House Speaker Paul Ryan will not accept the presidential nomination of the Republican Party if GOP leaders seek him as a savior candidate amid a contested convention this summer, an aide said Wednesday.
"The speaker is grateful for the support, but he is not interested. He will not accept a nomination and believes our nominee should be someone who ran this year," spokeswoman AshLee Strong said.
The statement comes after an avalanche of speculation about Ryan as a possible compromise candidate for GOP establishment leaders concerned about Donald Trump's march to the party nod.
Ryan, who had on numerous occasions flatly said he was not interested in the job, offered some less definitive words in an interview with CNBC Tuesday night.
"You know, I haven't given any thought to this stuff," Ryan said. "People say, 'What about the contested convention?' I say, well, there are a lot of people running for president. We'll see. Who knows."
In the same interview, Ryan also said "I'm happy where I am, so no."
But his seeming pass on the chance to categorically rule out accepting the nomination prompted some observers to wonder if Ryan - who reversed course by refusing and then accepting the House Speakership last year - might again be open to reluctantly accept a high-profile leadership role for the good of the party.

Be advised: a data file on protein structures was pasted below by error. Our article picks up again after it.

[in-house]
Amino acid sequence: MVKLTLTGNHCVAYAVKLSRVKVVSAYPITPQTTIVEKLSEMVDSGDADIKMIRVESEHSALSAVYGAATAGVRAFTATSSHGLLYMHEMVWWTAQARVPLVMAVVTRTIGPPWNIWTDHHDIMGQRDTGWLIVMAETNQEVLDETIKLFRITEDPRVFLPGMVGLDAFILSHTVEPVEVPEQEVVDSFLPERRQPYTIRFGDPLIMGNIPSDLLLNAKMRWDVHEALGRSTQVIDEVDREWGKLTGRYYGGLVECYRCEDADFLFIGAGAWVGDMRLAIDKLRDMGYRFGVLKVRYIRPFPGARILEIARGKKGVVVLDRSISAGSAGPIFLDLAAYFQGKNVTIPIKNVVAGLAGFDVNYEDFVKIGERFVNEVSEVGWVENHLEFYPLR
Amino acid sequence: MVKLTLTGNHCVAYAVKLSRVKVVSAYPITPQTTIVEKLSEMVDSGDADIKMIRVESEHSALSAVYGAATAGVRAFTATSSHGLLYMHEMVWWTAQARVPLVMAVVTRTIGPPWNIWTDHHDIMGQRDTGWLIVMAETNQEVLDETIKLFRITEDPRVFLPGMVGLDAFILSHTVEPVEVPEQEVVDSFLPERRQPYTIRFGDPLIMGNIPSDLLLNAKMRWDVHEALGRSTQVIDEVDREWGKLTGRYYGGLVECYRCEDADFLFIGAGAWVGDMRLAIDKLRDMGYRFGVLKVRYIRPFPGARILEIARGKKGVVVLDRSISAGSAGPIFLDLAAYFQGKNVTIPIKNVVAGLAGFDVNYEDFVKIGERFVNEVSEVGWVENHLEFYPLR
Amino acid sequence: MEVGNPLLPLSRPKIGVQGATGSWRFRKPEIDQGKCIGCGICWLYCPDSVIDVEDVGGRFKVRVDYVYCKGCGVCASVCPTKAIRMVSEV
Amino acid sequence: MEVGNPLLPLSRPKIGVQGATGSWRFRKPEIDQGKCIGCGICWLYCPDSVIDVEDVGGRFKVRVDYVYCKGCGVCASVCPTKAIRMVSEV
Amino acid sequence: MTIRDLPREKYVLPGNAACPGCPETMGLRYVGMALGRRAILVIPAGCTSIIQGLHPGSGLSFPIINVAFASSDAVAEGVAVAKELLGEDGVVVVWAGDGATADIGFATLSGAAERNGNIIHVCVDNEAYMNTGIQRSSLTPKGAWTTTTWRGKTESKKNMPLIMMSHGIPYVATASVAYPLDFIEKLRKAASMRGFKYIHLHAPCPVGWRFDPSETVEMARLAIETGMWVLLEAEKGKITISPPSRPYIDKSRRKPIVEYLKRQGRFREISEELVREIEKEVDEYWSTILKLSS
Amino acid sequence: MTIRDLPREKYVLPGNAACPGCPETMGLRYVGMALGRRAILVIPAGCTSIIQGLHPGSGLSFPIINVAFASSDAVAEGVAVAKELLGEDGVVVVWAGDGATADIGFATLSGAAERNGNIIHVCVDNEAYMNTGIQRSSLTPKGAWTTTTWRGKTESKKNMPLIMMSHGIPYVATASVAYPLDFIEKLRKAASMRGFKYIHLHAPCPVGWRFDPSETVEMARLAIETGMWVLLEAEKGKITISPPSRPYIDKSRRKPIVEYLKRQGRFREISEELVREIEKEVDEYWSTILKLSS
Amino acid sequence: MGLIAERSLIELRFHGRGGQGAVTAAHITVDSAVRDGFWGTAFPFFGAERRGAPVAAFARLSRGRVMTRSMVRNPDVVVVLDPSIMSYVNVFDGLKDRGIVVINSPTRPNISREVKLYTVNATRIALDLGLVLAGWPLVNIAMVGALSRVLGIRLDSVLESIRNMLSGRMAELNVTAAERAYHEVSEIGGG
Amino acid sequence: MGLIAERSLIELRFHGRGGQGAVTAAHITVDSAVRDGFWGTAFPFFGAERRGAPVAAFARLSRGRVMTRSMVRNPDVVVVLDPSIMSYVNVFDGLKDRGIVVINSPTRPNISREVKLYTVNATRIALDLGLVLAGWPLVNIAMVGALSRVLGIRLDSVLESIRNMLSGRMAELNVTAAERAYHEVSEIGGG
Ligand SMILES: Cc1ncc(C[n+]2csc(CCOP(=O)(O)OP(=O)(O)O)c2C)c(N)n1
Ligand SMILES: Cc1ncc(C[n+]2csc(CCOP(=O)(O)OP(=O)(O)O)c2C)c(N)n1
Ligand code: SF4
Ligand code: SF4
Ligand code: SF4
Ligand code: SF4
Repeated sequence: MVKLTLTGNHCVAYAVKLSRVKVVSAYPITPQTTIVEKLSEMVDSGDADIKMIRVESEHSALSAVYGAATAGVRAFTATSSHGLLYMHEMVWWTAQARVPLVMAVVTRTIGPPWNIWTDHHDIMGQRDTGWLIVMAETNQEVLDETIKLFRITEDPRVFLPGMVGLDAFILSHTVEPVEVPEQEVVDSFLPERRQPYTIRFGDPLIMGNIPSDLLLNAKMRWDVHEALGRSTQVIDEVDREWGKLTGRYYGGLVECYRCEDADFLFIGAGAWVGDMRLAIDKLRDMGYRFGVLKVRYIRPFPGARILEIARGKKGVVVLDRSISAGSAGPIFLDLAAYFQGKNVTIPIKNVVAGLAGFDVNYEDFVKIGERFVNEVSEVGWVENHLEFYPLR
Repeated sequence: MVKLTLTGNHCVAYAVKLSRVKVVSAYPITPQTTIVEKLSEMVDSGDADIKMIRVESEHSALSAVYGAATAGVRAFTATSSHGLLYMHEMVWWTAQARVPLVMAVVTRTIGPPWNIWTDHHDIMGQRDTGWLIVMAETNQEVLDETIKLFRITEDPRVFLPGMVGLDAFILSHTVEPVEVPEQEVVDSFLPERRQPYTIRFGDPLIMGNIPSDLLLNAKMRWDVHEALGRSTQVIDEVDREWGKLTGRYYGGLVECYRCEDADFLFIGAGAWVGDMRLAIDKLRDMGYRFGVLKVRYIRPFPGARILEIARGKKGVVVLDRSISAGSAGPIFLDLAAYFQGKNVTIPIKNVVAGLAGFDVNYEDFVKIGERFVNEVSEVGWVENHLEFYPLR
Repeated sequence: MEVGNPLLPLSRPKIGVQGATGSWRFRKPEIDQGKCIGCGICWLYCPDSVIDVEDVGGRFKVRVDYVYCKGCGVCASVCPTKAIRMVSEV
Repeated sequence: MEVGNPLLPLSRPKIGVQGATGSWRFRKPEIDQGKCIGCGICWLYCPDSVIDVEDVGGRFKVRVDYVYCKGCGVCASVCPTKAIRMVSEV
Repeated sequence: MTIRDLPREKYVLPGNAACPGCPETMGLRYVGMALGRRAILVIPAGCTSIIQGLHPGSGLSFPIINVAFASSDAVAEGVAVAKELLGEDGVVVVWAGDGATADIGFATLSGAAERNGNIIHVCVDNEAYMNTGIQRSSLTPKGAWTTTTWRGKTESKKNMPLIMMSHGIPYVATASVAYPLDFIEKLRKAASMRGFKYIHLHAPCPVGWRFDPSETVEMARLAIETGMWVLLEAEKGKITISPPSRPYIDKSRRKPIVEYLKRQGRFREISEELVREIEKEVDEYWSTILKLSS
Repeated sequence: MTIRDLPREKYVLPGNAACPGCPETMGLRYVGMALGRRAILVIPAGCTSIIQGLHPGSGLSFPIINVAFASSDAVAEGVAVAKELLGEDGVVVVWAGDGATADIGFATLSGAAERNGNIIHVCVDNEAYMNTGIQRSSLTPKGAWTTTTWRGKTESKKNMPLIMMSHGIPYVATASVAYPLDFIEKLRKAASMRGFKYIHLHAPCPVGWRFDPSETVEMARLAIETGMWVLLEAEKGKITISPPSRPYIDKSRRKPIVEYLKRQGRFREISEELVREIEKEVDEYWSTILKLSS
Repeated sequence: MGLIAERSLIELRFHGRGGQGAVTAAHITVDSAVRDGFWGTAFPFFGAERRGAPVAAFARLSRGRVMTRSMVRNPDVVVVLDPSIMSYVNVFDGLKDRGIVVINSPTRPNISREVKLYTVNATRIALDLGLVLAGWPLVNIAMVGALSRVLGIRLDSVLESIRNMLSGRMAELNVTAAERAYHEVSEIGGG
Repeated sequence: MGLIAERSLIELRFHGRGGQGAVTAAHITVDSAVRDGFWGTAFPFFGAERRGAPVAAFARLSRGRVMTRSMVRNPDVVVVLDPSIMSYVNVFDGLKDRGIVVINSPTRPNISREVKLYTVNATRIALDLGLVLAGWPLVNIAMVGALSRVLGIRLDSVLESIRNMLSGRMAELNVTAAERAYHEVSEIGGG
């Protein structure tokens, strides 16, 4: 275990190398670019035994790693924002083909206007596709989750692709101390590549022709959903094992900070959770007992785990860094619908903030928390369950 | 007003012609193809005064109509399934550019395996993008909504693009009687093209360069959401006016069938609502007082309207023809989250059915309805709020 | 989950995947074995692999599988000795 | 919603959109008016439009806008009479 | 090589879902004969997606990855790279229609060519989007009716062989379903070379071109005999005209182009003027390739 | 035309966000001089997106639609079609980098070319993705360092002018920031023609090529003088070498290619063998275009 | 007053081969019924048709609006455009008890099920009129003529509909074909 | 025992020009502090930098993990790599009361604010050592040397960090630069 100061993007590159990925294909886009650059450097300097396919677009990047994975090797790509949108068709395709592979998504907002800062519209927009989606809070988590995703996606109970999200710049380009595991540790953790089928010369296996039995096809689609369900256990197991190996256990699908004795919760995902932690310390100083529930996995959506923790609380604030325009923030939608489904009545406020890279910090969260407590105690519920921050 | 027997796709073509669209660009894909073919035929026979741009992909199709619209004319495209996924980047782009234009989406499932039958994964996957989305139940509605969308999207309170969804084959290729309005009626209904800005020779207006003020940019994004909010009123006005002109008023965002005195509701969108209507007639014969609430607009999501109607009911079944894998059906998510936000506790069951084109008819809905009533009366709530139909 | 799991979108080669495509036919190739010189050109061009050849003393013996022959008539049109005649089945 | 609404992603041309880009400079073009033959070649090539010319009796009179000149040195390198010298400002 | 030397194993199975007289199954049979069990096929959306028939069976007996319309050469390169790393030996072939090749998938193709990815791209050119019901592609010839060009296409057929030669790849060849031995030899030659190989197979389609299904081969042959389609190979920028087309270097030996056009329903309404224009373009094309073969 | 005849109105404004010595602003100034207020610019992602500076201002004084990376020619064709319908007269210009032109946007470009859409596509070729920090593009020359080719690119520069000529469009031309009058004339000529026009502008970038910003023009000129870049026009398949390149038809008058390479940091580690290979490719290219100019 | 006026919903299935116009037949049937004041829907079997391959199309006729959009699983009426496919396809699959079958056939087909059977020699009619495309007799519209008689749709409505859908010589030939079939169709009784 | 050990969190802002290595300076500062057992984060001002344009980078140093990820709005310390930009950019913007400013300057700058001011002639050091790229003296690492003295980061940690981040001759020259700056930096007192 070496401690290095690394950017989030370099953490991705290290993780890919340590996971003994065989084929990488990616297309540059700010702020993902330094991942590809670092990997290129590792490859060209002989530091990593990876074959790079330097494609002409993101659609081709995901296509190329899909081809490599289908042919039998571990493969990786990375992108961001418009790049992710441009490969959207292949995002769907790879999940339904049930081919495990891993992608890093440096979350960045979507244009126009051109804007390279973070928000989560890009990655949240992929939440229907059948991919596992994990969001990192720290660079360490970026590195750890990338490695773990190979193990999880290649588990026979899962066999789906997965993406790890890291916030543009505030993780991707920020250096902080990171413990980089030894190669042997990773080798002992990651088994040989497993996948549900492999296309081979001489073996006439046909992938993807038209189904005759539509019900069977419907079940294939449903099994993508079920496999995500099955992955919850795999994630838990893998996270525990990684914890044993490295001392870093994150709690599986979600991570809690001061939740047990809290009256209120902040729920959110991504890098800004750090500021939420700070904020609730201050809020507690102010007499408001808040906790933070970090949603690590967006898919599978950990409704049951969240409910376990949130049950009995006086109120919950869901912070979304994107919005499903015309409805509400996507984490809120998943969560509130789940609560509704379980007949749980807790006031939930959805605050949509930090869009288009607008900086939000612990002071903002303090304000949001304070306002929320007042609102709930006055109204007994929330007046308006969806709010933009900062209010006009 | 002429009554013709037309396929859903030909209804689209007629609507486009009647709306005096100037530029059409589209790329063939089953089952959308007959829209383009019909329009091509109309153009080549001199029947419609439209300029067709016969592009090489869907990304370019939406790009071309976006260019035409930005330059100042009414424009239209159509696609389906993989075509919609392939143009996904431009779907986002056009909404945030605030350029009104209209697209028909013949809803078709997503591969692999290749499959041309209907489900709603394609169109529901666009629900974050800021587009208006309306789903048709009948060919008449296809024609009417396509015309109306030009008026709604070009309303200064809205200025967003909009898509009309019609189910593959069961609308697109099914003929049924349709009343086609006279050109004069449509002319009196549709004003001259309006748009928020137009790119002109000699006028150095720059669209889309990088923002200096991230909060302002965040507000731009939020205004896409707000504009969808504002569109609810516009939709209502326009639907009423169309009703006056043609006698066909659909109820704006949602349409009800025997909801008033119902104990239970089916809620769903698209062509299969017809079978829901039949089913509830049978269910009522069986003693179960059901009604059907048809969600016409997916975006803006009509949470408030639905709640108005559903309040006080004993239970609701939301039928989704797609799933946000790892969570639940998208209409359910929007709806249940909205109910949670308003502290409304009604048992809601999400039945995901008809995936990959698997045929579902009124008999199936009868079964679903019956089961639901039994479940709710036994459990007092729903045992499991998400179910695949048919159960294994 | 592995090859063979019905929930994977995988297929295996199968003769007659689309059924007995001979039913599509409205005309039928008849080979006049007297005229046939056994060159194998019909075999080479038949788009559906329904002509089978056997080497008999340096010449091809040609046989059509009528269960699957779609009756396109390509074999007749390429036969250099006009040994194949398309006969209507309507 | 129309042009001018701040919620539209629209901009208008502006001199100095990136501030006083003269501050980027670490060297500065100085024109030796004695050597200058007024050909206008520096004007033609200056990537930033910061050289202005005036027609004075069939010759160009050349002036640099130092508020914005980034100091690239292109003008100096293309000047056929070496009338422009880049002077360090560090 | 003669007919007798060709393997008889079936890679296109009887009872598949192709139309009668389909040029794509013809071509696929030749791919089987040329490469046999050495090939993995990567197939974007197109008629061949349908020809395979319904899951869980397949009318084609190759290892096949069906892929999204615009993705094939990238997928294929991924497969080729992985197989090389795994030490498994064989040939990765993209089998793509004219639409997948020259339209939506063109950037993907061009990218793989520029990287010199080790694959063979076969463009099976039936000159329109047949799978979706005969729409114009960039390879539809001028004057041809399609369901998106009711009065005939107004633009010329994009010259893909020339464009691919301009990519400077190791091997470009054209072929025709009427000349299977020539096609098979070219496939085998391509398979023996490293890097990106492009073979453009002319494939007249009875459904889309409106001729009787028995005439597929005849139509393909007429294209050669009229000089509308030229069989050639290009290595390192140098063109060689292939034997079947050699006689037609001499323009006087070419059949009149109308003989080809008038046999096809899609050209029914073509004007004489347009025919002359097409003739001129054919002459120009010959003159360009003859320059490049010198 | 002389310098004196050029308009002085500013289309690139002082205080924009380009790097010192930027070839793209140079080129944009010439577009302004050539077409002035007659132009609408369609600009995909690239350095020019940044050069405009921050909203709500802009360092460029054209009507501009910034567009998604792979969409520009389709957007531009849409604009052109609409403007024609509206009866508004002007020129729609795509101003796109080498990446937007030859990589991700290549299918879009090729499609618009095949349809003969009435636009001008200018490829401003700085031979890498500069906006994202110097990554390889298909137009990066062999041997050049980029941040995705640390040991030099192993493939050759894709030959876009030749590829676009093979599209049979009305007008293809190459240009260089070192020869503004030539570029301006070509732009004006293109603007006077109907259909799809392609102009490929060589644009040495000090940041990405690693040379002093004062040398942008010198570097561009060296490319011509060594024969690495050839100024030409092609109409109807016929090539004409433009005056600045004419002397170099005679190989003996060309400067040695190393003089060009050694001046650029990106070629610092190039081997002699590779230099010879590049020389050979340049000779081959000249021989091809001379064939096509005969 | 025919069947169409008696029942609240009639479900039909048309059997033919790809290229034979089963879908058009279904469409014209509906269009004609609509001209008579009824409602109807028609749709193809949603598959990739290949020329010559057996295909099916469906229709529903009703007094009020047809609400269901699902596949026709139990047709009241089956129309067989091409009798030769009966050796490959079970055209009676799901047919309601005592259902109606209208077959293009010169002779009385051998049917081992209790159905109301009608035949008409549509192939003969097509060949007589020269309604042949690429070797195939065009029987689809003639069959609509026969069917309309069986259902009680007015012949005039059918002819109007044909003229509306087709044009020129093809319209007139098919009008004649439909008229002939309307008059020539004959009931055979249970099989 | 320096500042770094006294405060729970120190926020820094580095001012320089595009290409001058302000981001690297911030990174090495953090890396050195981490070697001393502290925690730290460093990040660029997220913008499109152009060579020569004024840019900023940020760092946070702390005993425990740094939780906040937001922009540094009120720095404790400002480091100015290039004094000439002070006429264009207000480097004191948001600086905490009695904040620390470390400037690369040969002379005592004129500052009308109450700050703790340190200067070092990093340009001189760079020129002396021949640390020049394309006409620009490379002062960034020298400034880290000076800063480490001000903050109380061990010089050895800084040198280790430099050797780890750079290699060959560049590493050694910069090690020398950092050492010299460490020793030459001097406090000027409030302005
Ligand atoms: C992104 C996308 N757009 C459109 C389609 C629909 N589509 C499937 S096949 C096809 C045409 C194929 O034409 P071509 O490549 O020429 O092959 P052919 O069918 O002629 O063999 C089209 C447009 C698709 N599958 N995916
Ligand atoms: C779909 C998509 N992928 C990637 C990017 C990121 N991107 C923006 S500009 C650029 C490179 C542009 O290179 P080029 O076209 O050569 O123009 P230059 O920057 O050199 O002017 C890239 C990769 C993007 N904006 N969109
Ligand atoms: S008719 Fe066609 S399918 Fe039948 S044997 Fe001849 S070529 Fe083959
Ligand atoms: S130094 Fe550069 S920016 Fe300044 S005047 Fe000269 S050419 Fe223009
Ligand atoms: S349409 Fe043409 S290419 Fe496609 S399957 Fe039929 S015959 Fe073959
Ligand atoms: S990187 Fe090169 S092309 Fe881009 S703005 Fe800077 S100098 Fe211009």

The speculation was compounded by Ryan's predecessor, former House Speaker John Boehner, suggesting Tuesday night that he would support Ryan if no other presidential candidate amassed enough delegates to secure the nomination.
"If we don't have a nominee who can win on the first ballot, I'm for none of the above," Boehner said at a Florida conference, according to POLITICO. "They all had a chance to win. None of them won. So I'm for none of the above. I'm for Paul Ryan to be our nominee."
Boehner, who had publicly supported his home state governor, John Kasich, clarified those remarks Monday morning.
"His off-the-cuff comments this morning were about a hypothetical scenario in which none of the current candidates are able to secure the nomination at the convention.," a spokesman for the former speaker told NBC News.
This story originally appeared on NBCNews.com